Starting on Thursday 23 February, architectural historian, lecturer and tour guide Lettie Mckie will be teaching A Decolonial Introduction to London Architecture. This unique course combines a mixture of interactive lectures, small group discussions and a walking tour. We wanted to learn about Lettie's love for the subject, as well as get details on what you can expect:
Where does your love of architecture stem from?
I've always loved history as it provides a connection to past lives and societies so different, yet familiar to our own. I think I'm drawn to architecture partly because historic buildings are all around us. You don't need to go to a museum or library to learn about history, it's right there in the street. This is especially true in a place like London where we have such a rich tapestry of buildings from all different periods and styles.
What stories can buildings tell us about the past?
Buildings tell us about the people who made them, the architects, but also the patrons and people who used them. They tell us what their tastes were, they tell us about their knowledge of engineering and building materials, and most importantly (I think) they tell us what they cared about, what their values were. For me architectural history is about looking at buildings not as venerable art objects to be unquestionably admired, but as giant primary sources for understanding the society from which they came.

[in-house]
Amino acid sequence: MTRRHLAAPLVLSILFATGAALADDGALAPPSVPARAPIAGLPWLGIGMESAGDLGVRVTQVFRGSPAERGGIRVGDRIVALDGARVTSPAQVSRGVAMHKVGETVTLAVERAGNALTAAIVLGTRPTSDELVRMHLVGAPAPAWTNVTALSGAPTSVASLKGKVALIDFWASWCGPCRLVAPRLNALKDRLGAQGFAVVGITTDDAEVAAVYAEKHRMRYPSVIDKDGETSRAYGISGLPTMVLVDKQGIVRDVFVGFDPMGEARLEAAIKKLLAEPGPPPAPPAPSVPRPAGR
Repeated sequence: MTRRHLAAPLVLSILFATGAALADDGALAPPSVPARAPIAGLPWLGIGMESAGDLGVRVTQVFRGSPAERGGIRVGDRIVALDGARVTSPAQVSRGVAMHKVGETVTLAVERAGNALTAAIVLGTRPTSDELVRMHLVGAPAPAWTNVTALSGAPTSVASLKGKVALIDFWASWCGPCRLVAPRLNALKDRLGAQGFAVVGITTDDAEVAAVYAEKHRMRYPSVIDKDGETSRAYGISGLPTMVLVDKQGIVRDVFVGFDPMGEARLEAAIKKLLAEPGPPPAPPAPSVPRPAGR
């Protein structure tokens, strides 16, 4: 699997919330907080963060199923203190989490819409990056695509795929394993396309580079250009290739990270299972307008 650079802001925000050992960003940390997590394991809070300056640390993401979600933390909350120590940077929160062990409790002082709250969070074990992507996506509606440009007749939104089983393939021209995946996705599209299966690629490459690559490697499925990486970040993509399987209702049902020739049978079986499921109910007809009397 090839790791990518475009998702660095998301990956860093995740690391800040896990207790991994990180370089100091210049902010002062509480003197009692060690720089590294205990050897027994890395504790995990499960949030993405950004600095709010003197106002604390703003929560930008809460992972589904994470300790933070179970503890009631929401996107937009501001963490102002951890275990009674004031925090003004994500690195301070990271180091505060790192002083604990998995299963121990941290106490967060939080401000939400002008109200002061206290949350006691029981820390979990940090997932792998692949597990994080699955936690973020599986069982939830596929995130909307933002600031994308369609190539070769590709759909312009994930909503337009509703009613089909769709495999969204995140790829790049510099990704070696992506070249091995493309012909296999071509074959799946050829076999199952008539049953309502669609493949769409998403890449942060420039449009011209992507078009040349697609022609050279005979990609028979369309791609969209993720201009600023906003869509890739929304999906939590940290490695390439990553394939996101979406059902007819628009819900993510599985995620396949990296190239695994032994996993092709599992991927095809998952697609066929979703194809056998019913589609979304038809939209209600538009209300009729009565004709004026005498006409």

What can someone expect to learn from your course?
This course is perfect for those new to learning about London's architecture. It is an introduction to architectural history, taught specifically through a decolonial lens. We'll be looking at the history of London's architecture from 1600 onwards and learning to contextualise its imperial history as we go along. We will be asking what important decolonial questions have been left out of traditional accounts on the subject. This is about taking an anti-racist approach to learning about canonical architecture, thinking about, for example, the links between these buildings and colonial wealth built on slavery.